“Forget it… That book will never be written unless you write it.”

I heard many plausible theories about why Lee never published a manuscript.  She didn’t want to turn out a book that was merely a catalogue of insurance scams.  She worried about failing to live up to the success of To Kill a Mockingbird.  One friend of Lee’s told me, “When your first book wins a Pulitzer, and it’s rumored that Truman Capote… was the real tour de force on it, your second book better win a Pulitzer or the rumors will get a life.” 

I figured if Harper Lee wasn’t going to publish a Maxwell book, there was no reason why she wouldn’t share the information she gathered with me.  I needed to track down those files.

“You can forget that,” Radney said.  “If you called Harper Lee, she’d call you a goddamned son of a bitch and hang up the phone.”

Harper Lee doesn’t speak to a lot of people, most notably members of the press.  People I spoke with told me she makes friends enter into a confidentiality agreement.  Said one former reporter who covered Maxwell, “one of the reasons we’ve been friends this long is because I don’t discuss her with people. It’s kind of a condition of friendship.”

I never found anyone that would speak to her on my behalf, even to find out if she still had Radney’s files.  The same reporter told me, “I’m not gonna approach her for you or anyone else.  Don’t feel singled out… the only people who will talk about her are people who don’t know her.”  I took this to mean, if they knew her before, once they talked about her publicly, they wouldn’t know her again.

He pointed me in the direction of an Auburn circuit court judge as a potential source of information, a former lawyer for one of the insurance companies that once battled Maxwell in court.  In a response to one of my letters the judge told me, “I suppose you have heard that Harper Lee has written a novel about the Maxwell case which is to be published after her death.” Perhaps, I would have to compete with Harper Lee after all.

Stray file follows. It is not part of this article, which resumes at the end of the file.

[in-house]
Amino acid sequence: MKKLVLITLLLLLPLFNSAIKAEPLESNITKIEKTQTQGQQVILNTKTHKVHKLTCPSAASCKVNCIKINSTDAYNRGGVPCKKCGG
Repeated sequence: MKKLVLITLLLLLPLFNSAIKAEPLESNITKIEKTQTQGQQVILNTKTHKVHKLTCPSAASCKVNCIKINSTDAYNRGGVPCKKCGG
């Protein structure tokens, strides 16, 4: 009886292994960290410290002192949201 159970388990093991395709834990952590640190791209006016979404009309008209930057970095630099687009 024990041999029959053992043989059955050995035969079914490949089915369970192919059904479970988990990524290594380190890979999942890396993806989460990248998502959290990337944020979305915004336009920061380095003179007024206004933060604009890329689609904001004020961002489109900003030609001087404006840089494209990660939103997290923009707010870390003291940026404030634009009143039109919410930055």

In early January of 2009, I made one last-ditch effort to find Radney’s lost documentation.  This time, I went straight to the source.   I sent my letter to Harper Lee in care of her sister Alice’s law firm.  Less than a week later, I received a reply.

“When I was in Alexander City all those years ago, I found a mountain of rumors and tall stories to a molehill of fact.  I trust that time has settled Rev. Maxwell’s dust, and I wish you well.”  The brief note was written on a stationary card bearing her monogram and signed by Harper Lee.

This cryptic response left me with more questions than answers.  Did she still retain a molehill of documentation?  Did she write a novelized version that she intended to publish after her death?  Were there still surviving manuscript pages waiting to be found a la Go Set a Watchman?  Was she deliberately holding out on me?

Like everyone else, I suppose, I will just have to wait and see.

Christamar Varicella is the author of the thriller novel, The Reverend.

Related Articles: Paper Chase: Radney family has questions as Lee’s new book debuts (From the Alexander City Outlook)